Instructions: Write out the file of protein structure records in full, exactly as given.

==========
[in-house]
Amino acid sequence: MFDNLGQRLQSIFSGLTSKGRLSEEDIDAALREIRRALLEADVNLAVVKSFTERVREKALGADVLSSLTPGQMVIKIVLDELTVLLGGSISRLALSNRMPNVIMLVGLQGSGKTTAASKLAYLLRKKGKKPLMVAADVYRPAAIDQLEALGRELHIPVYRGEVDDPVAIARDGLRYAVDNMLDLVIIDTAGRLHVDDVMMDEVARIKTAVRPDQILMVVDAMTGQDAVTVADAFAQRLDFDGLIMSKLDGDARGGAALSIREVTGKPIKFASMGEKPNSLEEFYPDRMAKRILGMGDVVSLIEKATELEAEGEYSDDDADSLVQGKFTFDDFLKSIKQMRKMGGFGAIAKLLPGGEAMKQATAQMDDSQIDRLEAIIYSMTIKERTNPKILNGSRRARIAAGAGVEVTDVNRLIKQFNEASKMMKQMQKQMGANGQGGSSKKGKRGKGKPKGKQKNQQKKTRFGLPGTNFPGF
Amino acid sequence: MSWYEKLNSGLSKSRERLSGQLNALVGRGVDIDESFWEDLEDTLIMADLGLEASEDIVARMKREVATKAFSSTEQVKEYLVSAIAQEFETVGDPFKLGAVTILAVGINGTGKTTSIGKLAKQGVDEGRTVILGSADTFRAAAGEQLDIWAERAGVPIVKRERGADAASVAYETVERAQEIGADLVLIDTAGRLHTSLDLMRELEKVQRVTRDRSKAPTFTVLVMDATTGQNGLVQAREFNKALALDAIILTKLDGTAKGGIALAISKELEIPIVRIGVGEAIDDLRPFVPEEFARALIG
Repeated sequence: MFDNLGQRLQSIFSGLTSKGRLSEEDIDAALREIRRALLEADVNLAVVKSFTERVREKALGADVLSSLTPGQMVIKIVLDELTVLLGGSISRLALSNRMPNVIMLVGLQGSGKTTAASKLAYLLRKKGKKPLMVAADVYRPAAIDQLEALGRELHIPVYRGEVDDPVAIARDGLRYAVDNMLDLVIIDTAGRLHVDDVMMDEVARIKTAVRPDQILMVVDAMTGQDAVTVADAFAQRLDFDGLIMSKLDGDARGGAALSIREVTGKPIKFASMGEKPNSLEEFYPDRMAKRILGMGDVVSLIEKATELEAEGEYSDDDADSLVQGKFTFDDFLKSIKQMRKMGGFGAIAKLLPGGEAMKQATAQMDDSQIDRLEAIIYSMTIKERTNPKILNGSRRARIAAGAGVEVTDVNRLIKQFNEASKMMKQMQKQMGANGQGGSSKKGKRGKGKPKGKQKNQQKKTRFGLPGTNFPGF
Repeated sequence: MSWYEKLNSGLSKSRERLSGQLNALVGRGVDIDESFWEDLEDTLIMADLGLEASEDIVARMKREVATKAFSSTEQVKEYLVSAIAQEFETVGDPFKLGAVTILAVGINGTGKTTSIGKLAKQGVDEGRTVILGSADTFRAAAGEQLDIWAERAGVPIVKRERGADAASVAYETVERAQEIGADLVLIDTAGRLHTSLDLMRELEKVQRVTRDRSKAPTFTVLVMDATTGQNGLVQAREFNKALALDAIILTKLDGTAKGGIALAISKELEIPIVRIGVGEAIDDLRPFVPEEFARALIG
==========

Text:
[in-house]
Amino acid sequence: MFDNLGQRLQSIFSGLTSKGRLSEEDIDAALREIRRALLEADVNLAVVKSFTERVREKALGADVLSSLTPGQMVIKIVLDELTVLLGGSISRLALSNRMPNVIMLVGLQGSGKTTAASKLAYLLRKKGKKPLMVAADVYRPAAIDQLEALGRELHIPVYRGEVDDPVAIARDGLRYAVDNMLDLVIIDTAGRLHVDDVMMDEVARIKTAVRPDQILMVVDAMTGQDAVTVADAFAQRLDFDGLIMSKLDGDARGGAALSIREVTGKPIKFASMGEKPNSLEEFYPDRMAKRILGMGDVVSLIEKATELEAEGEYSDDDADSLVQGKFTFDDFLKSIKQMRKMGGFGAIAKLLPGGEAMKQATAQMDDSQIDRLEAIIYSMTIKERTNPKILNGSRRARIAAGAGVEVTDVNRLIKQFNEASKMMKQMQKQMGANGQGGSSKKGKRGKGKPKGKQKNQQKKTRFGLPGTNFPGF
Amino acid sequence: MSWYEKLNSGLSKSRERLSGQLNALVGRGVDIDESFWEDLEDTLIMADLGLEASEDIVARMKREVATKAFSSTEQVKEYLVSAIAQEFETVGDPFKLGAVTILAVGINGTGKTTSIGKLAKQGVDEGRTVILGSADTFRAAAGEQLDIWAERAGVPIVKRERGADAASVAYETVERAQEIGADLVLIDTAGRLHTSLDLMRELEKVQRVTRDRSKAPTFTVLVMDATTGQNGLVQAREFNKALALDAIILTKLDGTAKGGIALAISKELEIPIVRIGVGEAIDDLRPFVPEEFARALIG
Repeated sequence: MFDNLGQRLQSIFSGLTSKGRLSEEDIDAALREIRRALLEADVNLAVVKSFTERVREKALGADVLSSLTPGQMVIKIVLDELTVLLGGSISRLALSNRMPNVIMLVGLQGSGKTTAASKLAYLLRKKGKKPLMVAADVYRPAAIDQLEALGRELHIPVYRGEVDDPVAIARDGLRYAVDNMLDLVIIDTAGRLHVDDVMMDEVARIKTAVRPDQILMVVDAMTGQDAVTVADAFAQRLDFDGLIMSKLDGDARGGAALSIREVTGKPIKFASMGEKPNSLEEFYPDRMAKRILGMGDVVSLIEKATELEAEGEYSDDDADSLVQGKFTFDDFLKSIKQMRKMGGFGAIAKLLPGGEAMKQATAQMDDSQIDRLEAIIYSMTIKERTNPKILNGSRRARIAAGAGVEVTDVNRLIKQFNEASKMMKQMQKQMGANGQGGSSKKGKRGKGKPKGKQKNQQKKTRFGLPGTNFPGF
Repeated sequence: MSWYEKLNSGLSKSRERLSGQLNALVGRGVDIDESFWEDLEDTLIMADLGLEASEDIVARMKREVATKAFSSTEQVKEYLVSAIAQEFETVGDPFKLGAVTILAVGINGTGKTTSIGKLAKQGVDEGRTVILGSADTFRAAAGEQLDIWAERAGVPIVKRERGADAASVAYETVERAQEIGADLVLIDTAGRLHTSLDLMRELEKVQRVTRDRSKAPTFTVLVMDATTGQNGLVQAREFNKALALDAIILTKLDGTAKGGIALAISKELEIPIVRIGVGEAIDDLRPFVPEEFARALIG